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The story of the Widcombe Mummers begins in June 2005. Ian Gilchrist had been at the English Country Music Weekend, and seen a performance from the Marshfield Paper Boys, and also been entertained by a talk from Doc Rowe, the UK's leading archivist of mummers. On the way home back to Bath he started to think, "Why not in Widcombe...?"

In Autumn he persuaded the Widcombe Association to support the idea with a little money, just enough to pay for some rehearsal space and a little party afterwards. Ian then recruited and advertised until he had enough players, wrote a script based on traditional sources but with a local twist (Traffic Wardens) and arranged some rehearsals.

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Our first performance was on New Year's Day 2006. The main character 'King of the Beggars' was taken by Tim Sebastion in what was to be his first and last performance (sadly he was taken ill during rehearsals for the following year and never recovered). Another very much loved character is Rob as the Hobby Horse.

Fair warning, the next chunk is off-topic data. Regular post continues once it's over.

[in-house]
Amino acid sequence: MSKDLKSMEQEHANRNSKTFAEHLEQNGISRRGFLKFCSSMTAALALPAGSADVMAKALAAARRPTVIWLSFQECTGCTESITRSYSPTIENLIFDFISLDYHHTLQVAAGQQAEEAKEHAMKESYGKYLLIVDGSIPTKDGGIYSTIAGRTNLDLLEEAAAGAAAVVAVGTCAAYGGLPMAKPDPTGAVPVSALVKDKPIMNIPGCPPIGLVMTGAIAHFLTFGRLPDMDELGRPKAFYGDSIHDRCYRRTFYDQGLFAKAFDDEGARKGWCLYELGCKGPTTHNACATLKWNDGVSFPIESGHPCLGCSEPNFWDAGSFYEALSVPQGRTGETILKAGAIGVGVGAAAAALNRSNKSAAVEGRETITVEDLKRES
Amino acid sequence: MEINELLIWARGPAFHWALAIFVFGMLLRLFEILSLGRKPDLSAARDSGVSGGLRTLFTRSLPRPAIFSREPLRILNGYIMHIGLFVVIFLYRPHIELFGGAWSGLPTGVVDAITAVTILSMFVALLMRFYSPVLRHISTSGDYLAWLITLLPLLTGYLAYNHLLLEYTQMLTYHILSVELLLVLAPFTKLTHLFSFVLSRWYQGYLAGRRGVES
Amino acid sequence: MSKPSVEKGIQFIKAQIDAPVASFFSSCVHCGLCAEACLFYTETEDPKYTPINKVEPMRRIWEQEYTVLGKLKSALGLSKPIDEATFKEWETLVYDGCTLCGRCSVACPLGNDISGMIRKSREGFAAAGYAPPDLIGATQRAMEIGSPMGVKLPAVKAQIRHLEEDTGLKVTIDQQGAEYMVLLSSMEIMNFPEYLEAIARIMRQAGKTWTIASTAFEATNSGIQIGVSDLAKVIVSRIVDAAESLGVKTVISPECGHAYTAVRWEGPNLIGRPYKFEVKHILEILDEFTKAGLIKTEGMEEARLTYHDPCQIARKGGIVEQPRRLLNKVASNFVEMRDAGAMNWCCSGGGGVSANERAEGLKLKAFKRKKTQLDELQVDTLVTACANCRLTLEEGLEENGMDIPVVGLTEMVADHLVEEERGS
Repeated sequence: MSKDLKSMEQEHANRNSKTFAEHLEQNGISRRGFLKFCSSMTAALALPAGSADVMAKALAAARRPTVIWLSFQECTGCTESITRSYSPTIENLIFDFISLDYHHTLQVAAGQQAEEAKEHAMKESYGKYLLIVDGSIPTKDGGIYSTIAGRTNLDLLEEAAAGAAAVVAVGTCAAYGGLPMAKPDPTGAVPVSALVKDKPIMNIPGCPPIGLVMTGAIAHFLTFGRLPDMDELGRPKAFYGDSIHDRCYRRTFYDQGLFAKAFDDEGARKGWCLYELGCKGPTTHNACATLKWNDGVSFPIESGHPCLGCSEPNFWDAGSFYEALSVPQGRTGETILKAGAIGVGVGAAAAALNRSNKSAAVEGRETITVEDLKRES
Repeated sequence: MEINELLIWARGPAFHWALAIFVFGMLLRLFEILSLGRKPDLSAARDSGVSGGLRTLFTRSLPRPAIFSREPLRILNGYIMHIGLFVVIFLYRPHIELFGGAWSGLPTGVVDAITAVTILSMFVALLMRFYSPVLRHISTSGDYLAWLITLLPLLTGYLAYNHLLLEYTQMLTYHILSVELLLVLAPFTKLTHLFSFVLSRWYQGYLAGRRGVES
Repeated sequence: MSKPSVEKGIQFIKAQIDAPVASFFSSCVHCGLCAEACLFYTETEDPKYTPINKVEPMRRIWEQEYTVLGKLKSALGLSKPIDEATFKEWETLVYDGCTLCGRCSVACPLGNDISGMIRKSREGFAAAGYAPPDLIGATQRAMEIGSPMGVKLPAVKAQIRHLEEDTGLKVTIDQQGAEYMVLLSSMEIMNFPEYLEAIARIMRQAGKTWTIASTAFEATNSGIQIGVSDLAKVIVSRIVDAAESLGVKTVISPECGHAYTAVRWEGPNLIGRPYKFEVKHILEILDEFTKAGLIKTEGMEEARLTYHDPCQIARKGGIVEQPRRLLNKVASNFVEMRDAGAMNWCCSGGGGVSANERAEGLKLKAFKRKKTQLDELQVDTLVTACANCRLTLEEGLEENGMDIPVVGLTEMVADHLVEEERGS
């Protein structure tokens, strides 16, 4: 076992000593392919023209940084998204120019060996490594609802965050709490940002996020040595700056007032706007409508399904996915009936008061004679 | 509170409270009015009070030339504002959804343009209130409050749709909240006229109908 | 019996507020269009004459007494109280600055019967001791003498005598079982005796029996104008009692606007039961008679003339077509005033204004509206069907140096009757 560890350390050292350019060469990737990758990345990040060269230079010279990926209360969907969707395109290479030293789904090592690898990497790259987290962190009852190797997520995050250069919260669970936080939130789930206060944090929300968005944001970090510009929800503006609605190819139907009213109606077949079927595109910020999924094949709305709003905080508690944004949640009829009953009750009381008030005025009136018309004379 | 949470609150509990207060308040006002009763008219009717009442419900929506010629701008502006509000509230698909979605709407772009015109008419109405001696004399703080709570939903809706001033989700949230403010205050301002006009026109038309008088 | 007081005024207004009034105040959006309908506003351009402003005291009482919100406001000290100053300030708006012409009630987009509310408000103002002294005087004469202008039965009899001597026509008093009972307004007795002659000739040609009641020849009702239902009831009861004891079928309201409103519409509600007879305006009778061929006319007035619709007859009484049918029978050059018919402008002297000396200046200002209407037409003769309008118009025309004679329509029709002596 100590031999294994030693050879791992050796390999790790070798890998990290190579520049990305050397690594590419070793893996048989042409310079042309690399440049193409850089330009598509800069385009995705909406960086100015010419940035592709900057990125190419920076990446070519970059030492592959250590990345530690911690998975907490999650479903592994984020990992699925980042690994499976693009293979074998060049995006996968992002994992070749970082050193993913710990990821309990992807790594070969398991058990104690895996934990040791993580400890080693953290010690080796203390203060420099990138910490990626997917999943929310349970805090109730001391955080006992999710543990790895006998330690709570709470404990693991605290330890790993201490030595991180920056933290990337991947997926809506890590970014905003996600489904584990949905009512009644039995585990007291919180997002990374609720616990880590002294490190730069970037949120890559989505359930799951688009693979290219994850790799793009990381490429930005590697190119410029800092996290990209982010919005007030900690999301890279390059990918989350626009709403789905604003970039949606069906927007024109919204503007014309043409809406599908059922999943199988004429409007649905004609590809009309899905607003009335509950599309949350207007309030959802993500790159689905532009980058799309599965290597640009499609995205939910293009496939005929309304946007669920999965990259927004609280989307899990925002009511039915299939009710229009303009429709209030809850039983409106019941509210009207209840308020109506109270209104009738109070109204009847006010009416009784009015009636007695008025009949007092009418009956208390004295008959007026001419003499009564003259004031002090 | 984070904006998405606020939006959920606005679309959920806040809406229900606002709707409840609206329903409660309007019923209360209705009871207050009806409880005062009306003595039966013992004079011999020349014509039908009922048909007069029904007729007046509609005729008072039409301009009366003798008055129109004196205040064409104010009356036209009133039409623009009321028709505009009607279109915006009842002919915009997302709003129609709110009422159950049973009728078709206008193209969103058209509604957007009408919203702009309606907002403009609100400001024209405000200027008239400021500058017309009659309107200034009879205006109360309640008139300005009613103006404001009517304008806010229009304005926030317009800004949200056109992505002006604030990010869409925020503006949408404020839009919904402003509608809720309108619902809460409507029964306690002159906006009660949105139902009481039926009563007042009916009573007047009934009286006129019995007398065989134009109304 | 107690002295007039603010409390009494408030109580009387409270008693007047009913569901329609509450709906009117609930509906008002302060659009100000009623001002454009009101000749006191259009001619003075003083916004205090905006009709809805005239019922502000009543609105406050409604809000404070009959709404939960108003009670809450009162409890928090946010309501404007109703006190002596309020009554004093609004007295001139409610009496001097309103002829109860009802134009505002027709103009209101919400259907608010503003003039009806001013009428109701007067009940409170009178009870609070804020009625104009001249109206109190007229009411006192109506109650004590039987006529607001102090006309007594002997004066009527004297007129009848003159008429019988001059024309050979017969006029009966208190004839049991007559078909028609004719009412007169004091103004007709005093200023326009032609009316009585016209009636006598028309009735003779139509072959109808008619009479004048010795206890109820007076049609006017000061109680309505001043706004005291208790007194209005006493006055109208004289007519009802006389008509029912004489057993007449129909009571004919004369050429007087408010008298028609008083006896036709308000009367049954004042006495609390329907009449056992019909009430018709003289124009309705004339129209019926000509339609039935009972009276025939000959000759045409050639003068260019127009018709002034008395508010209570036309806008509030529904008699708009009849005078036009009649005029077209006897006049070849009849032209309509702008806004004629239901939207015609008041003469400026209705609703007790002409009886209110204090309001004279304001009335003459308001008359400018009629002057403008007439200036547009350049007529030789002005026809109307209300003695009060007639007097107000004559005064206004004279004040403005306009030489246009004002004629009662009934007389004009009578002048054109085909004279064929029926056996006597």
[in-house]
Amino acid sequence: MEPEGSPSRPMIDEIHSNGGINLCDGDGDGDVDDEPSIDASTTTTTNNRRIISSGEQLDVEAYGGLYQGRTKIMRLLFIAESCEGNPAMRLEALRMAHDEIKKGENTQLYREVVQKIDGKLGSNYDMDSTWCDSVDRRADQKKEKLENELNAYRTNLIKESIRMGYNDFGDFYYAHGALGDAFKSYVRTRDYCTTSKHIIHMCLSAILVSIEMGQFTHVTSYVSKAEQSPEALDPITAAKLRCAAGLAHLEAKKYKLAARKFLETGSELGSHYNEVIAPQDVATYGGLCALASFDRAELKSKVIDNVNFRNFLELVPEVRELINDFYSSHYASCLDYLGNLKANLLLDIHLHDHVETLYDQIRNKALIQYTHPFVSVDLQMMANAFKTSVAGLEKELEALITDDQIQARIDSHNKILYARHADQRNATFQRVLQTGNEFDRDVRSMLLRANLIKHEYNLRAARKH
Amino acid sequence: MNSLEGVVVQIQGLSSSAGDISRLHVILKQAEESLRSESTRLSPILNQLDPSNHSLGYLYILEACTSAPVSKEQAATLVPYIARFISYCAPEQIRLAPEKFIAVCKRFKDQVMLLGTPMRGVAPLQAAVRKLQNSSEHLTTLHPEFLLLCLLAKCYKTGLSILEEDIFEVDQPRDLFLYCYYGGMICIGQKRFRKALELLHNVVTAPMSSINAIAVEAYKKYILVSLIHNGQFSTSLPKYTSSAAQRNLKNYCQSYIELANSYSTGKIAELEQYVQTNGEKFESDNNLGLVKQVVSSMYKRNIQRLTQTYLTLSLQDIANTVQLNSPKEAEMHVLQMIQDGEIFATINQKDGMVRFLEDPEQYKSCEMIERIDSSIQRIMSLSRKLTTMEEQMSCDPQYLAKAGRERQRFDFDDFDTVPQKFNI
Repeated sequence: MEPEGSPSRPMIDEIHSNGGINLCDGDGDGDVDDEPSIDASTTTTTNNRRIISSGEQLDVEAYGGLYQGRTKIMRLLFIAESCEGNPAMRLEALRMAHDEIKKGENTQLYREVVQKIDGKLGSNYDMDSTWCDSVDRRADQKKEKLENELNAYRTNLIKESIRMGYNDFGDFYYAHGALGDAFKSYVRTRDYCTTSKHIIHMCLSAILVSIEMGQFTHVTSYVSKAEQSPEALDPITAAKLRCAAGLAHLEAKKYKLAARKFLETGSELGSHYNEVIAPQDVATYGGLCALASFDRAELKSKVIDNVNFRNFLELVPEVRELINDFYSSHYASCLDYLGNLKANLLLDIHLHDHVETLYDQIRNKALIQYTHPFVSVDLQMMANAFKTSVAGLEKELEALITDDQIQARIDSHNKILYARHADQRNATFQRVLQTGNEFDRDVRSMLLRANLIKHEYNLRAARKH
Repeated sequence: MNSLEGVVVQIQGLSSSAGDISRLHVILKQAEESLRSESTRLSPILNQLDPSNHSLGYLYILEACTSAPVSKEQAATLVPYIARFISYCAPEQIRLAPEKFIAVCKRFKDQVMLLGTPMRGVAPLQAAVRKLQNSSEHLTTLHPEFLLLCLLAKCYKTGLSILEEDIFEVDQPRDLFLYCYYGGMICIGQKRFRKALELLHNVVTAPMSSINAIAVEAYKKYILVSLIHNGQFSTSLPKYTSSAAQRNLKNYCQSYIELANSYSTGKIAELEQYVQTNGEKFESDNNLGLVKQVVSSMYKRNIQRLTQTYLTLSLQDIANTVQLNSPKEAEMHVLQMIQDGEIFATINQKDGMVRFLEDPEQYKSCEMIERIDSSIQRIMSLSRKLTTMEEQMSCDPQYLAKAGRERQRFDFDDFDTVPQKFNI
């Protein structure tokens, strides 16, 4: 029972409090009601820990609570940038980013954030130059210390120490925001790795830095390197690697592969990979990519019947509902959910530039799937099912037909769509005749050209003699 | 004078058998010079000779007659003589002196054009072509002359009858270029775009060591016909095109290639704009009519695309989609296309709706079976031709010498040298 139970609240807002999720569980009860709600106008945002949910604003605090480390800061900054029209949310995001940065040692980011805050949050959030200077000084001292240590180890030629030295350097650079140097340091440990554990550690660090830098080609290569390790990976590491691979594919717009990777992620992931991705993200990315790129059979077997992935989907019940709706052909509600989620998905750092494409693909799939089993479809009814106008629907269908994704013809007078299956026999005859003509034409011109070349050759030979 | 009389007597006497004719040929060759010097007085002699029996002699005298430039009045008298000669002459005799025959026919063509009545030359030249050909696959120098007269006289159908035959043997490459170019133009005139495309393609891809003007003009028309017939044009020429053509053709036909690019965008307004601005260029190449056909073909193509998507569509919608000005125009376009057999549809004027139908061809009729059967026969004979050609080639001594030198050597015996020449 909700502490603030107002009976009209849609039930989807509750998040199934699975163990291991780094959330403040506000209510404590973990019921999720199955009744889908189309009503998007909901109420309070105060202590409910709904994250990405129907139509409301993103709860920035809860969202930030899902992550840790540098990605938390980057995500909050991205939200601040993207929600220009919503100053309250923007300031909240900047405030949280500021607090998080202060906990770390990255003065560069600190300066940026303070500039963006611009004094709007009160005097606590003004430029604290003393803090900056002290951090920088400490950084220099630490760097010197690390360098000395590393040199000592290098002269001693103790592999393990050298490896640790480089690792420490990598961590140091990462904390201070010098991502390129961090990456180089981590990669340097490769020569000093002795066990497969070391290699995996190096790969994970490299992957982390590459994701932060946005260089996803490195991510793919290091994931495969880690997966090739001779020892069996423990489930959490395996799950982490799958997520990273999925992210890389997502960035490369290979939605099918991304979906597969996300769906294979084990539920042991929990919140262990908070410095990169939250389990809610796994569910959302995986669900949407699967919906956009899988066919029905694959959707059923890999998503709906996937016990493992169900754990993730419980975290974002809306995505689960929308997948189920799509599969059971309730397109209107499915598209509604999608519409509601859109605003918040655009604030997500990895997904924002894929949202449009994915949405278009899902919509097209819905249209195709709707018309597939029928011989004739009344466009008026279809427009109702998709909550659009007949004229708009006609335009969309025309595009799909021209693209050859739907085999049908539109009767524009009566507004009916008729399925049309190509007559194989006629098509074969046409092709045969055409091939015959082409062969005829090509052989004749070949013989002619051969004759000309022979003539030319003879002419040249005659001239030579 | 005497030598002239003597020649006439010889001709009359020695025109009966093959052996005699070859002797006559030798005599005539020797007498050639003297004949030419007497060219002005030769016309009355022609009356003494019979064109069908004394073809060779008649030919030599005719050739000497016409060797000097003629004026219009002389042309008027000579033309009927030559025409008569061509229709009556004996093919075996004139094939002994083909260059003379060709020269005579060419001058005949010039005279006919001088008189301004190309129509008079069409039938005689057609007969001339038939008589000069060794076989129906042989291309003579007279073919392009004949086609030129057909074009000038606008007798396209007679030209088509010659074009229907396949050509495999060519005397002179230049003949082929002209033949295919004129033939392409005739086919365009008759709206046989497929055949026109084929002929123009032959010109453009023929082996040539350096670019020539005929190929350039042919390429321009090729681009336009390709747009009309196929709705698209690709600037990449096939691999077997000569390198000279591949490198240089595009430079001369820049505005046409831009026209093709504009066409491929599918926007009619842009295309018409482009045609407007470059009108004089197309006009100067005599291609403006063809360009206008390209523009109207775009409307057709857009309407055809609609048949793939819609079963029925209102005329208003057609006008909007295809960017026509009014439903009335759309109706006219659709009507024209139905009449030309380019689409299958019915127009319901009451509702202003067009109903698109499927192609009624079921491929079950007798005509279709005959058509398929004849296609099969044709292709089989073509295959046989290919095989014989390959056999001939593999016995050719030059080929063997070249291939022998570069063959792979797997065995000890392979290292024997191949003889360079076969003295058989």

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We have performed every New Year's Day since 2006. In 2008 the character of Beelzebub made his first appearance. Two of the star characters who have been making regular appearances as our 'bringers-on' have been King Bladud (a well-known Bath character) and Queen Bladud!

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Musicians lead the procession with traditional marching tunes, provide sound effects during the performances and accompany the actors in the closing song. For example, in 2012 the procession tune was Monks March, and the song was a Gloucestershire Wassail.

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We perform on request on many occasions. Since 2010 we have performed our specially written St George and the Dragon play. We built a 5-metre-long dragon comprising a Spanish/Portuguese head on an English body, in the photo with St George, King Bladud and the King of Egypt’s daughter.  Other special performances in Bath have included the unveiling of the Holloway horsetrough plaque, the opening of a new pathway in the Abbey cemetery, and the inauguration of a sundial at the 200th anniversary of the Kennet & Avon canal.

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Lastly, we would not be forgiven if we failed to include a picture of Mrs, sorry, Queen Bladud, so here she is, with her favourite pig ring. This picture was taken by Pete Salt of the council's Arts Department who have been kind enough to support our efforts in many ways.  There have been many great people involved in our performances that if we tried to list them all we'd never finish, so better stop here.

You can download a pictorial history of the Widcombe Mummers updated January 2019 here